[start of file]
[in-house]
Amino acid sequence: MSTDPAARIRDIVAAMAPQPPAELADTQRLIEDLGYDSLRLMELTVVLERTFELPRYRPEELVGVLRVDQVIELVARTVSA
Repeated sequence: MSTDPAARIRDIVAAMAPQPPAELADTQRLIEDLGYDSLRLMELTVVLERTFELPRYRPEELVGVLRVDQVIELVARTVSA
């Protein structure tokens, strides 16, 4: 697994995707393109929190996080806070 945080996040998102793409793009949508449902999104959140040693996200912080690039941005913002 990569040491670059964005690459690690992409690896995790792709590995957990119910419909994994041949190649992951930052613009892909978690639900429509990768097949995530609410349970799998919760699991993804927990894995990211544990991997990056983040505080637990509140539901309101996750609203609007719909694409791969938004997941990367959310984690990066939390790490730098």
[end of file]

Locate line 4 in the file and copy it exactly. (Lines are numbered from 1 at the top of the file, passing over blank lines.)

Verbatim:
């Protein structure tokens, strides 16, 4: 697994995707393109929190996080806070 945080996040998102793409793009949508449902999104959140040693996200912080690039941005913002 990569040491670059964005690459690690992409690896995790792709590995957990119910419909994994041949190649992951930052613009892909978690639900429509990768097949995530609410349970799998919760699991993804927990894995990211544990991997990056983040505080637990509140539901309101996750609203609007719909694409791969938004997941990367959310984690990066939390790490730098």